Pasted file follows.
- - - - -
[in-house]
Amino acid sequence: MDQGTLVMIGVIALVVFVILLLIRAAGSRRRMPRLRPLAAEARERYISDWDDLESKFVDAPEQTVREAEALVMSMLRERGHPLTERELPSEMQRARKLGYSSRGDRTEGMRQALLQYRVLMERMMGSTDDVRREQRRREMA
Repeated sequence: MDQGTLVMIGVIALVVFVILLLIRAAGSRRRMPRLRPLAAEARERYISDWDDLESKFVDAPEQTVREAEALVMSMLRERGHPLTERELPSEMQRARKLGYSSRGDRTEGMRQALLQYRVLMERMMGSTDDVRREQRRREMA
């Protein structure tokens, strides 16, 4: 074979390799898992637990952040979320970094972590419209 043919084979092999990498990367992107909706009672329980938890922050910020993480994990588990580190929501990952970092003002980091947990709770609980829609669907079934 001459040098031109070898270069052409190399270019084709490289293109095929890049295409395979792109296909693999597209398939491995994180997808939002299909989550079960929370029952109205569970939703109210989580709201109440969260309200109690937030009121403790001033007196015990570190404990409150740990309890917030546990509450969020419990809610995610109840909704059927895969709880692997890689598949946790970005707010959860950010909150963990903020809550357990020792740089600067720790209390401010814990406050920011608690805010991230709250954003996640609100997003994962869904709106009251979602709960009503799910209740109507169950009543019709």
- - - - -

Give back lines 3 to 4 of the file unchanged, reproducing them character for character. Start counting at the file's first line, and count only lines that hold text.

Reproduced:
Repeated sequence: MDQGTLVMIGVIALVVFVILLLIRAAGSRRRMPRLRPLAAEARERYISDWDDLESKFVDAPEQTVREAEALVMSMLRERGHPLTERELPSEMQRARKLGYSSRGDRTEGMRQALLQYRVLMERMMGSTDDVRREQRRREMA
């Protein structure tokens, strides 16, 4: 074979390799898992637990952040979320970094972590419209 043919084979092999990498990367992107909706009672329980938890922050910020993480994990588990580190929501990952970092003002980091947990709770609980829609669907079934 001459040098031109070898270069052409190399270019084709490289293109095929890049295409395979792109296909693999597209398939491995994180997808939002299909989550079960929370029952109205569970939703109210989580709201109440969260309200109690937030009121403790001033007196015990570190404990409150740990309890917030546990509450969020419990809610995610109840909704059927895969709880692997890689598949946790970005707010959860950010909150963990903020809550357990020792740089600067720790209390401010814990406050920011608690805010991230709250954003996640609100997003994962869904709106009251979602709960009503799910209740109507169950009543019709």